Mankind, according to Mormonism, “[p]rior to mortal birth . . . existed as men and women in a spirit state.” Before even that, we didn’t even possess any kind of body, but “the intelligence [that now is] dwelling in each person” existed coeternally with God. (Doctrines and Covenants 93:29) Then, once given a spirit body, we became the literal spirit children of Heavenly Father and Mother in Heaven. Further, “[f]rom among those who were noble and great ones in that former world, the Lord selected those to be prophets and rules on the earth.” This is the Mormon doctrine (as articulated in the Encyclopedia of Mormonism and other Mormon sources) that we will refute today.
What is the basis for asserting that we existed prior to our physical existence? Mormons draw upon Jeremiah 1:5 and Isaiah 44:28-45:4, among others, to show that God knew us as persons from before we were physical and therefore assume that we were in existence before our physical birth. However, is it really necessary to assume that Jeremiah and Cyrus existed before their physical births just because God displays foreknowledge concerning such ones? No. Rather, it is clear that, just as God foreknew what these ones would do before they did it, he foreknew that they would come into existence before they existed.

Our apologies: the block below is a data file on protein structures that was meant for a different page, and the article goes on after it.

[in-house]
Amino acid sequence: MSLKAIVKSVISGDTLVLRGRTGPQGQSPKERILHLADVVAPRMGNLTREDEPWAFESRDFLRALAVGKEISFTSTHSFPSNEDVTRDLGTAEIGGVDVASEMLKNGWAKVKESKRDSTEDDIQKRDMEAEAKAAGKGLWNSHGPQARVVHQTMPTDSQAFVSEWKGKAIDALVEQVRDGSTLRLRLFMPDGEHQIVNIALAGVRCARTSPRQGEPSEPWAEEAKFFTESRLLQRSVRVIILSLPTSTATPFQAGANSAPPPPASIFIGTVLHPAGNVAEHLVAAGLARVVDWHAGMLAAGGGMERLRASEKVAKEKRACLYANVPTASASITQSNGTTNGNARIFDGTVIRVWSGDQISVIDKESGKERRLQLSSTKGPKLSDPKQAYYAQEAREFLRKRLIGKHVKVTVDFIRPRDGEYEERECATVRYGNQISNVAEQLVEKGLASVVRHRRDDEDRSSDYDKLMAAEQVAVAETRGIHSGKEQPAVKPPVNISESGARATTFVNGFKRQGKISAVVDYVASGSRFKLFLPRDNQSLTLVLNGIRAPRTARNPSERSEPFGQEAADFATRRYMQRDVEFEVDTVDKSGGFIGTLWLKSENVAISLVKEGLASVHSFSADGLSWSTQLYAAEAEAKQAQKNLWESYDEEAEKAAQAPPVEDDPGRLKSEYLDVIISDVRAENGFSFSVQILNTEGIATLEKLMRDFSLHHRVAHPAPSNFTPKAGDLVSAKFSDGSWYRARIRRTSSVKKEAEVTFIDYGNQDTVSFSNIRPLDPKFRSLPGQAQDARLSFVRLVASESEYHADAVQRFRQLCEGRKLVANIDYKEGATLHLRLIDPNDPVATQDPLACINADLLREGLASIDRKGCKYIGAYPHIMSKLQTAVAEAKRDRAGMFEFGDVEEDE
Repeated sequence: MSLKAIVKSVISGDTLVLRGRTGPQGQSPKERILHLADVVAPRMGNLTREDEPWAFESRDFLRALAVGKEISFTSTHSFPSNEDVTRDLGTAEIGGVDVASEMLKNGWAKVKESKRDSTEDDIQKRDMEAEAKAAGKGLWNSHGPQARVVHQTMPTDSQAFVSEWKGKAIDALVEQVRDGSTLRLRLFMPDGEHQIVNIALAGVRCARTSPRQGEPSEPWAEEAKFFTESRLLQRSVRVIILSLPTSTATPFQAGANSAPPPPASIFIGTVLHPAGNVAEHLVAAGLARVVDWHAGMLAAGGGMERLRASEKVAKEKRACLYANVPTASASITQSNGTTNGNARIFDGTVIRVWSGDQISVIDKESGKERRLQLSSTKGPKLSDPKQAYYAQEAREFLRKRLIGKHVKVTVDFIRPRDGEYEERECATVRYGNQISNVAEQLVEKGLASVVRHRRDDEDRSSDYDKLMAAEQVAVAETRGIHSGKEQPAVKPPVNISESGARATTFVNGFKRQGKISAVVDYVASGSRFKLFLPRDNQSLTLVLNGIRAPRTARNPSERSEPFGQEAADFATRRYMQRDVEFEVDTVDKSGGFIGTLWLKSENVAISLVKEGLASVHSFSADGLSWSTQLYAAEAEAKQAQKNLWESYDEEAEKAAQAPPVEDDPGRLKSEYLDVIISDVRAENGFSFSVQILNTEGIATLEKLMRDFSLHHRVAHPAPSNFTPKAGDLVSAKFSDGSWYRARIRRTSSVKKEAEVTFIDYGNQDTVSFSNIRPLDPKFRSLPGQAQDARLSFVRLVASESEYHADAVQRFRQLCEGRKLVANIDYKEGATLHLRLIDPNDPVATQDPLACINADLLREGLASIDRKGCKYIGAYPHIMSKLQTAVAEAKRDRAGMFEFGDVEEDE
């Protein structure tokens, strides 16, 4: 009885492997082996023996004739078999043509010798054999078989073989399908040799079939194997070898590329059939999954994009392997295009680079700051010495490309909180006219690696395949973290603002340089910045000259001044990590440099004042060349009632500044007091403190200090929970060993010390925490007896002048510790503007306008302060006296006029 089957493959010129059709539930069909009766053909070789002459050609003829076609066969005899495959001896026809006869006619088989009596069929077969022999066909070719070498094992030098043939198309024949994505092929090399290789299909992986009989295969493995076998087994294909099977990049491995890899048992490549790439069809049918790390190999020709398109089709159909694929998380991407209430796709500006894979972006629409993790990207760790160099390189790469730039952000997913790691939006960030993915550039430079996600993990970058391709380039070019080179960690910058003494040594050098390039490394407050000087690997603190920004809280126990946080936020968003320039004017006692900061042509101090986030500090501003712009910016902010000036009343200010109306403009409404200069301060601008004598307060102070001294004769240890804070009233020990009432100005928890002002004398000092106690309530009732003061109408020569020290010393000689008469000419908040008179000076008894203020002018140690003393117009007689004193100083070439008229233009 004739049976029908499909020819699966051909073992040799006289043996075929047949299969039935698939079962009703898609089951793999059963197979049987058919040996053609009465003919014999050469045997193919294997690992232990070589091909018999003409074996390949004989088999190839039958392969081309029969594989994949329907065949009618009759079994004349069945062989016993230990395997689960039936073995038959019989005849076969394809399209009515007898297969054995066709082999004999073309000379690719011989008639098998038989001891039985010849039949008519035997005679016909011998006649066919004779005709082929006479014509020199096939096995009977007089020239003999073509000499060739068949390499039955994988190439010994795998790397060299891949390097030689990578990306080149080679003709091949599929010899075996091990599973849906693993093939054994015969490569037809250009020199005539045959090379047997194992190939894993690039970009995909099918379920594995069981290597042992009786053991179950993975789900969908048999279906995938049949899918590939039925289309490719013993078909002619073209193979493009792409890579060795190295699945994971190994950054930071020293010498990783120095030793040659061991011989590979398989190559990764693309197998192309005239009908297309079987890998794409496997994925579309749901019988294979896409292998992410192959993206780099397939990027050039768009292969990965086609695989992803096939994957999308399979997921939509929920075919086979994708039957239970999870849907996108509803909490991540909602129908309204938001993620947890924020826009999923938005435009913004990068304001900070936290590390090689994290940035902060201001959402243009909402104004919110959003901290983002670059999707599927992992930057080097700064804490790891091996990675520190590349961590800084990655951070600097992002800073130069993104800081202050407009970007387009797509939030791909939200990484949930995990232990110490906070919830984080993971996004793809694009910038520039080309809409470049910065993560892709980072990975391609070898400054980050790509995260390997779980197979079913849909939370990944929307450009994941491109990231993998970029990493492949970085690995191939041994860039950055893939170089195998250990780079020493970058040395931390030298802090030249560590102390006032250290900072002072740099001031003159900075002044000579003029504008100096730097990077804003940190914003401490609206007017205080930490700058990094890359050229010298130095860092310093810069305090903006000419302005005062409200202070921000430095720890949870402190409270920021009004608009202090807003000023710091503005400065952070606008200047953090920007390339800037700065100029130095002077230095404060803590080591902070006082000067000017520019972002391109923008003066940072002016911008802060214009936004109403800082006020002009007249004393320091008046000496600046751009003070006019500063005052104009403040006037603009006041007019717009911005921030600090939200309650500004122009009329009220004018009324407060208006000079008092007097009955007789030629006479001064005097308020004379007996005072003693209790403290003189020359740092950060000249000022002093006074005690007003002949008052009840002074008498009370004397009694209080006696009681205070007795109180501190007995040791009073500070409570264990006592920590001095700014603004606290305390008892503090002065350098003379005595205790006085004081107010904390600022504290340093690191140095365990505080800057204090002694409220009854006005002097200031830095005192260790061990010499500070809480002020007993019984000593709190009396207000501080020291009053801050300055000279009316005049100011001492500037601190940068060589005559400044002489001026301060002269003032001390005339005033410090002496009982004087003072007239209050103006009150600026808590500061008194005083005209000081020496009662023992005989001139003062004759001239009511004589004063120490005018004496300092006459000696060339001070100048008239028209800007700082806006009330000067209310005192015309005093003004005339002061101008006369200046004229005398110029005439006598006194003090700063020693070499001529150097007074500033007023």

In Cyrus’ case, it is evident that God is not talking about a then already in existence (non-physical) Cyrus just because he talks about him in the present tense in Isaiah 44:28, why?[1] For, while Jehovah calls Cyrus his shepherd, and logically you must exist in order to be or do anything, Cyrus was not actually Jehovah’s shepherd when those words were uttered, and therefore, all that the words indicate is that he had to eventually exist before he was to become Jehovah’s Shepherd. Thus, the use of present tense does not necessitate that Cyrus had a pre-physical existence.
Similarly, while Jehovah speaks in the present tense to Cyrus in Isaiah 45:1,[2] this it does not imply that Cyrus was inexistence before his physical birth, for Jehovah, when referring to events that were yet to happen, speaks in past tense.[3] The purpose of using past tense is obviously to denote the certainty of the things foretold; the use of past tense is figurative.[4] “Says to,” therefore, does not necessitate that the recipient of those words be present when they were spoken any more than figuratively using past tense to describe events necessitates that those events had already happened. Thus, the case of Cyrus is poor justification for the doctrine of premortal life.